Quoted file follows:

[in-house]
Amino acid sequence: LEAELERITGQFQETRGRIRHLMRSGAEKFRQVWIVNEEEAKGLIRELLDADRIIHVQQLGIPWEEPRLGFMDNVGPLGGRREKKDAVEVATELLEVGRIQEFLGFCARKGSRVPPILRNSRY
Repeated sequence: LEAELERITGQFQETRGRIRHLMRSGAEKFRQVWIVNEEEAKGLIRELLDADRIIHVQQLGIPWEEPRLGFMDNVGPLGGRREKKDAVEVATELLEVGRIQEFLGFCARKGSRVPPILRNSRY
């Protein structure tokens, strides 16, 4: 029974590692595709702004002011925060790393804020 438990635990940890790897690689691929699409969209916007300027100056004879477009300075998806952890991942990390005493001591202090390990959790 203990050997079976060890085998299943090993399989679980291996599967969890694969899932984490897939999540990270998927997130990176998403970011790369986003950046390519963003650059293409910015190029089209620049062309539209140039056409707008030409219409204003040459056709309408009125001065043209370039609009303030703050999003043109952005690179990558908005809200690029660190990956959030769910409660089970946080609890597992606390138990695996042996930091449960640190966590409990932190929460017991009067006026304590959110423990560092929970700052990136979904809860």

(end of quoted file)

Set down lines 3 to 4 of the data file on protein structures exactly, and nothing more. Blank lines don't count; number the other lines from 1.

Repeated sequence: LEAELERITGQFQETRGRIRHLMRSGAEKFRQVWIVNEEEAKGLIRELLDADRIIHVQQLGIPWEEPRLGFMDNVGPLGGRREKKDAVEVATELLEVGRIQEFLGFCARKGSRVPPILRNSRY
């Protein structure tokens, strides 16, 4: 029974590692595709702004002011925060790393804020 438990635990940890790897690689691929699409969209916007300027100056004879477009300075998806952890991942990390005493001591202090390990959790 203990050997079976060890085998299943090993399989679980291996599967969890694969899932984490897939999540990270998927997130990176998403970011790369986003950046390519963003650059293409910015190029089209620049062309539209140039056409707008030409219409204003040459056709309408009125001065043209370039609009303030703050999003043109952005690179990558908005809200690029660190990956959030769910409660089970946080609890597992606390138990695996042996930091449960640190966590409990932190929460017991009067006026304590959110423990560092929970700052990136979904809860």